News>Polish Air Force participates in first Red Flag
A member of the Polish Air Force C-130 Hercules crew guides the aircraft to begin to taxi to the runway during Red Flag-Alaska on Joint Base Elmendorf-Richardson June 13, 2012. The goal of Red Flag-Alaska is to provide each aircrew with vital first missions to increase their chances of survival in combat environments. (U.S. Air Force photo/Staff Sgt. Zachary Wolf)
Members of the Polish Air Force C-130 Hercules crew inspect the aircraft during Red Flag-Alaska on Joint Base Elmendorf-Richardson June 13, 2012. The goal of Red Flag-Alaska is to provide each aircrew with vital first missions to increase their chances of survival in combat environments. (U.S. Air Force photo/Airman 1st Class Austin Willhoit)
by Air Force Staff Sgt. Zachary Wolf
JBER Public Affairs
6/14/2012 - JOINT BASE ELMENDORF-RICHARDSON, Alaksa -- Imagine boarding a C-130 Hercules cargo aircraft and making the flight across the Atlantic Ocean to a place where they speak a language that isn't your native language. This isn't your normal U.S. Air Force deployment, but actually a Polish Air Force deployment to Alaska to participate in Red Flag-Alaska.
According to the Red Flag-Alaska fact sheet, Red Flag is a Pacific Air Forces-sponsored, Joint National Training Capability-accredited exercise. The goal of Red Flag-Alaska is to provide each aircrew with these first vital missions, increasing their chances of survival in combat environments.
This Red Flag-Alaska hosted multiple firsts for the Polish Air Force representatives. This was the first time a Polish crew on a C-130 crossed the North Atlantic to the east coast and from there to Alaska. It is also the first time they have participated in Red Flag.
"I expect to get training in flying in the mountainous areas ... and to make good friends with United States, Japanese, Australian and German air forces," said Polish Air Force Maj. Jaroslaw Gozdalski, C-130 Hercules pilot and commander.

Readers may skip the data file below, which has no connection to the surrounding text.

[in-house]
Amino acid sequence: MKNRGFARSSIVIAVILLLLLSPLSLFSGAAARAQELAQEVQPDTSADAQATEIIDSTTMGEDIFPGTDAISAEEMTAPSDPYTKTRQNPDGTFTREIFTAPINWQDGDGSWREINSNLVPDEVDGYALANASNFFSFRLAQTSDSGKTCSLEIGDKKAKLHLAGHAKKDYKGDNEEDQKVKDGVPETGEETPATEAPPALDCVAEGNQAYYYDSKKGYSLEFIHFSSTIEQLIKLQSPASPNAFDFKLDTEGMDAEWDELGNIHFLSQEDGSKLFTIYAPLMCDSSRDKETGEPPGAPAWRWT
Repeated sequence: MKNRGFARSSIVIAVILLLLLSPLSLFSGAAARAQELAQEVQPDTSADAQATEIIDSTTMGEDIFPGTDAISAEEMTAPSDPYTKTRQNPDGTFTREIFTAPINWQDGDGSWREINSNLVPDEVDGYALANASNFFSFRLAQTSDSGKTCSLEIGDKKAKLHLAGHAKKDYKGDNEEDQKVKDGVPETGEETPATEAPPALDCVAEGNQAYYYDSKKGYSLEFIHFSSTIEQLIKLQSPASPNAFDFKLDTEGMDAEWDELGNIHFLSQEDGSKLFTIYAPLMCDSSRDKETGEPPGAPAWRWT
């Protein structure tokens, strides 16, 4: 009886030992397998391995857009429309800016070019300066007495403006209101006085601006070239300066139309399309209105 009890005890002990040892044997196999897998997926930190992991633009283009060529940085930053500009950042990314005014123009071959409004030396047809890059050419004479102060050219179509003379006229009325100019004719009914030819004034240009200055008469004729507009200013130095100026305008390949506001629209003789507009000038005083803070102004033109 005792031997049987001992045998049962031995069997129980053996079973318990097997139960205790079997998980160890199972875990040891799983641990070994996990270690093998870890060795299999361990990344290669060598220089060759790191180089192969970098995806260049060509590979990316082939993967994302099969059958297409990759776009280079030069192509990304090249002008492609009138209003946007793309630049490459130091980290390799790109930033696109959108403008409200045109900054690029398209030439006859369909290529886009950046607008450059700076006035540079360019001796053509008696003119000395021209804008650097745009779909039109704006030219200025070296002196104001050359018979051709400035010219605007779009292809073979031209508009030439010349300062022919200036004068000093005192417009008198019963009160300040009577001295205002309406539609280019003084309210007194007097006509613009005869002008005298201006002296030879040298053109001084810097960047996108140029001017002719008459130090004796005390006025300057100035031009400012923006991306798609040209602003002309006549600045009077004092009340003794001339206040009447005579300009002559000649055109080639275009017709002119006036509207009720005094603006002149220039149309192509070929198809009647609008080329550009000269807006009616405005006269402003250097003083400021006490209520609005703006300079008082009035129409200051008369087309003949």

According to Polish Air Force Capt. Slawomir Lis, C-130 navigator, because of the similar terrain, with the mountains and valleys Alaska has to offer; it provides the perfect place for the C-130 crew to practice for their mission they have in Afghanistan.
"For me, it's a completely new experience, flying in the tall mountains in Alaska," Slawomir said.
Flying isn't the only skill that was enhanced at Red Flag.
"We fly around the world and everything is in English, but that isn't our first language so it is also good language training," Gozdalski said.
Another side of the training the Airmen from Poland received was to work with equipment they normally wouldn't get to operate.
"This was the first opportunity to check our RVR (runway visual range) system and mark system in real situations because the ranges are equipped with emitters that simulate real threats and this is the first time we can use this equipment and see how it works against the real threat," Gozdalski said.
They were also able to practice maneuvers to try to evade simulated ground to air missiles all while sharing the air space with the U.S., German, Japanese and Australian forces.
"A lot of aircraft flying together and not crashing is a very difficult thing to do," Gozdalski said.
The different countries participating in Red Flag gave countries an opportunity to train with a group they may never have had the chance to train with before.
"I am very happy to have the experience of flying in groups from different countries, different languages and different procedures," Lis said.
"The best thing about Red Flag is the experience gained and the different way of looking at things," said Polish Air Force 1st Lt. Tomasz Kozlowski, C-130 co-pilot.